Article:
It’s easy to pass over “component” recipes like sauces, dressings, and other condiments in favor of recipes that produce the whole meal. Time is always at a premium, and it can be hard enough to get dinner on the table without worrying about…blueberry sauce? Well this easy, versatile recipe might just be reason to rethink.
When I take a few minutes to mix up a homemade vinaigrette, it often ends up doing double duty, morphing its way from salad dressing to pasta sauce or marinade for chicken. Flavor should rule the day with a homemade condiment, and there are lots of examples of REALLY EASY DINNERS on this blog, like this satisfying pasta dish and this summery grilled chicken dinner.
The following quick-to-prepare blueberry sauce fills a similar void in the breakfast category. Suddenly, a boring bowl of stovetop oatmeal is worth waking up for, and my kids actually ask for breakfast parfaits. It’s awesomesauce I tell you!
This sauce is also your friend when you buy a pint of blueberries, only to open the package and find they are a wee bit squishy. That said, this sauce may absolutely be made with frozen berries and will provide a sweet taste of summer when 70 and 80 degree days are but a distant memory.
Once you see how easy it is to whip up a batch, you might just find ways to flavor other wholesome meals. I have mentioned a few more ideas below…but I’m also thinking overnight oats, a summer version of this Winter Porridge (or this one). Feel free to add to the list!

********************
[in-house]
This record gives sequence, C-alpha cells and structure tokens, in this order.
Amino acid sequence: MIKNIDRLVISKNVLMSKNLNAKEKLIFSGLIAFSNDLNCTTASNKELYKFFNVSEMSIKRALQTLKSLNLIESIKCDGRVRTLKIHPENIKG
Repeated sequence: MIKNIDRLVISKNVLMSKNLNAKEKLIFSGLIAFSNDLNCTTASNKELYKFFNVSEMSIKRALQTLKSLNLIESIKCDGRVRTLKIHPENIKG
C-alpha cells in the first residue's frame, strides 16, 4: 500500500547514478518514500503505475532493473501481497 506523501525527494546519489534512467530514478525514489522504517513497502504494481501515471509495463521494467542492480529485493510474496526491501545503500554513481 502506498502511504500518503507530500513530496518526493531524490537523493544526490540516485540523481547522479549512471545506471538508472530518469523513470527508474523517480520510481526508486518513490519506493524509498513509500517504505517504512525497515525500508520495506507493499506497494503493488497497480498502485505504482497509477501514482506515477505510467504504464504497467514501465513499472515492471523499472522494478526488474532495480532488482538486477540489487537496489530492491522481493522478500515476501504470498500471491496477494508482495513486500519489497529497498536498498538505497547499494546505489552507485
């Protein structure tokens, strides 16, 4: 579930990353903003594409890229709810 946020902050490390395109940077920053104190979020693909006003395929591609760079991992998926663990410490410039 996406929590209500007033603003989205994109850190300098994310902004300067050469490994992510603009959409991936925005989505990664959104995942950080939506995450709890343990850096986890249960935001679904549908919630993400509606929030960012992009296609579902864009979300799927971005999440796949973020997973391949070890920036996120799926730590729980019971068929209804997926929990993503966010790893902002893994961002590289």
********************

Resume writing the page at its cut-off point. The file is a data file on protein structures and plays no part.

Yield: approximately 1 cup
- 2 cups fresh or frozen blueberries (one 10-ounce bag if using frozen; no need to thaw)
- 3 tablespoons water
- 1/4 cup (48 grams) granulated sugar*
- 2 teaspoons freshly squeezed lemon OR lime juice plus the zest of half the lemon or lime
- Combine all of the ingredients in a medium saucepan. Bring to a boil over medium heat, stirring regularly.
- Reduce the heat to maintain a simmer, and cook, stirring regularly, until the berries have broken down and the mixture has thickened, about 10 minutes. (Note: The sauce will continue to thicken as it cools, so it should still be a little soupy at the end of the cooking time.)
- Serve warm, or cool and then transfer the sauce to a jar or airtight container and refrigerate until ready to use. Gently reheat if desired for use on pancakes, waffles, oatmeal, cheesecake, yogurt, etc.
- *If you are watching your sugar consumption, you may reduce the added sugar to taste or substitute with a sweetener of choice. I like the neutral flavor of sugar here, but agave and stevia would be good options. (If using stevia, use a brand that you know you like, as some brands are cut with other ingredients that effects the taste. Also, stevia's sweetness is quite concentrated, so a very small amount would be needed.)
- Wild blueberries will produce a slightly thicker sauce than regular, cultivated blueberries because of the greater ratio of skin to juicy insides, but either variety works well and both taste great. If you find the sauce is a little thicker than you prefer after it cools, you may thin with water or freshly squeezed orange juice.